Our Lord used another example that would have caused these men “blink,” as they heard his words — “Or have ye not read in the law, how that on the sabbath days, the priests in the temple profane (desecrate) the sabbath, and are blameless?” Matthew 12:5. These men did not understand that the priestly activities were the “occupation” of these men? Their argument centered around the fact of harvesting, etc. as “work,” while religious activity did not fit their definition.

The Master began to teach these people — and those who were near — the true meaning of his, personal coming into the world. “But I say unto you, that in this place is one greater than the temple. But if ye had known what this meaneth, I will have mercy, and not sacrifice, ye would not have condemned (pronounce guilty, and carry out the sentence on) the guiltless.” Matthew 12:6, 7.

Divine order is more important than manmade systems. Jesus declared, “For the Son of man is Lord even of the sabbath day.” Matthew 12:8. This statement was not the answer that these men had expected. Their system of thought had no room for the presence of the Promised Messiah to appear in their day. In their thinking, even if he had come, they pictured him as one who would strip the power of Rome from their land, and restore Israel to its former glory in the political world. The Suffering Lamb did not fit their theology.

Matthew recorded, “And When he had departed thence, he went into their synagogue…” Matthew 12:9. In the group that was gathered, “there was a man which had his hand withered….” Matthew 12:10a. These ever-present critics saw this situation as a good “test case.” “And they asked him, saying, Is it lawful to heal on the sabbath days? that they might accuse him.” Matthew 12:10b. These men saw the “occupation” of Jesus as that of a Healer.

Our Lord answered their question with a word picture that would have been familiar to all of his hearers. “And he said unto them, What man shall there be among you, that shall have one sheep, and if it fall into a pit on the sabbath day, will not lay hold on it, and lift it out?” Matthew 12:11. He, then, turned their thoughts to their personal positive reaction to the word picture. He asked, “How much then is a man better than a sheep? Wherefore it is lawful to do well on sabbath days.” Matthew 12:12. Matthew recorded, “Then saith he to the man, Stretch forth thine hand. And he stretched it forth; and it was restored whole, like as the other.” Matthew 12:13.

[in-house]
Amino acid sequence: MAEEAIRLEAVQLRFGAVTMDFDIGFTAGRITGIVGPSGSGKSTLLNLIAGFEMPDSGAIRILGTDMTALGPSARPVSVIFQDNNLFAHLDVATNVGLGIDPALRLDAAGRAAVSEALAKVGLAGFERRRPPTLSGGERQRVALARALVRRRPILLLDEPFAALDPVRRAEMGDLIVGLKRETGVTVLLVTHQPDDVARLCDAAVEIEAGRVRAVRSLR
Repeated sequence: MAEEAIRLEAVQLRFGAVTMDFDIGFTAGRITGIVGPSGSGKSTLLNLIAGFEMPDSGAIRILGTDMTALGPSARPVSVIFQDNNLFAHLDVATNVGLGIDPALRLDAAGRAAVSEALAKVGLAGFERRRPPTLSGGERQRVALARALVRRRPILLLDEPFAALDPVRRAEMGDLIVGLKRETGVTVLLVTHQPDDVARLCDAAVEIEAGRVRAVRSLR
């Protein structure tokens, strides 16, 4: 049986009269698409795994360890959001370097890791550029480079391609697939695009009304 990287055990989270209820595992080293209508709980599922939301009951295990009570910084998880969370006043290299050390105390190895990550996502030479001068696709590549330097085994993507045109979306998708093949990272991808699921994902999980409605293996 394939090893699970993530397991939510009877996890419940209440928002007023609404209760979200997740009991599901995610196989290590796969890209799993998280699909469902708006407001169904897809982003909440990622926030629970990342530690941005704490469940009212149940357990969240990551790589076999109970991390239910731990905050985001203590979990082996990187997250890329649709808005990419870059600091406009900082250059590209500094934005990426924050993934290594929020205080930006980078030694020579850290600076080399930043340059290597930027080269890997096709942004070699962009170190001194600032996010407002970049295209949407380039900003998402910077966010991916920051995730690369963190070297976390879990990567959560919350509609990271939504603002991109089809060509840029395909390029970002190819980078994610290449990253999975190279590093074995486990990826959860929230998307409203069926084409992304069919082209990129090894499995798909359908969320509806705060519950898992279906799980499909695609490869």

The action of our Lord did not “sit well” with his critics — “Then the Pharisees went out, and held a council against him, how they might destroy him.” Matthew 12:14.

The attitude of the Pharisees is alive and well in our day. However, the power of God has not diminished. Miracles continue to occur in our day. Mark 16:15-18.

Rev. James C. Temples’ Sunday School Lesson has appeared in the Early County News each week since 1967. A native of Early County, Rev. Temples taught in public schools 32 years and 10 years at Southeastern College of Assemblies of God, in Lakeland, Fla. He also served as pastor and evangelist during those years. He can be contacted at P. O. Box 1484, Swainsboro, GA 30401; 478- 299- 2068. Email: temples_ james@ yahoo. c om